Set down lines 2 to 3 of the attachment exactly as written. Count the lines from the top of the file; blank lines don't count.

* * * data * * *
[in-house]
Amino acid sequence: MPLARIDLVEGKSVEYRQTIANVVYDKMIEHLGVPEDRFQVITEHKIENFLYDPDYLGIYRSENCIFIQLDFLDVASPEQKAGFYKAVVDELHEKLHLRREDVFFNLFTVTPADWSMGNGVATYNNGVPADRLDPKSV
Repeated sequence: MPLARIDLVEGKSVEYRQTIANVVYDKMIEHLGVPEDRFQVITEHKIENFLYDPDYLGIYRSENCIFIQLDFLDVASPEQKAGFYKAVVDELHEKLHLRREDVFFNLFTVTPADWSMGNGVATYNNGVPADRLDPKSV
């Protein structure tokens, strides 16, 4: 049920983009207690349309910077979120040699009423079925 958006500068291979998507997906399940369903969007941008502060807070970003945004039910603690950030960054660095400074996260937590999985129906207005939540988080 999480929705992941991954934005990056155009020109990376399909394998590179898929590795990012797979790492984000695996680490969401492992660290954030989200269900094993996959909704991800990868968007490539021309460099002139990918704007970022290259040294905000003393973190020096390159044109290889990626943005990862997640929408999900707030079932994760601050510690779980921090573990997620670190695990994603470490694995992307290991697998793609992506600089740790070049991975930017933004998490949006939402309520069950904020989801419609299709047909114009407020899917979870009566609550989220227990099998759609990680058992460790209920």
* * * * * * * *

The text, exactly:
Amino acid sequence: MPLARIDLVEGKSVEYRQTIANVVYDKMIEHLGVPEDRFQVITEHKIENFLYDPDYLGIYRSENCIFIQLDFLDVASPEQKAGFYKAVVDELHEKLHLRREDVFFNLFTVTPADWSMGNGVATYNNGVPADRLDPKSV
Repeated sequence: MPLARIDLVEGKSVEYRQTIANVVYDKMIEHLGVPEDRFQVITEHKIENFLYDPDYLGIYRSENCIFIQLDFLDVASPEQKAGFYKAVVDELHEKLHLRREDVFFNLFTVTPADWSMGNGVATYNNGVPADRLDPKSV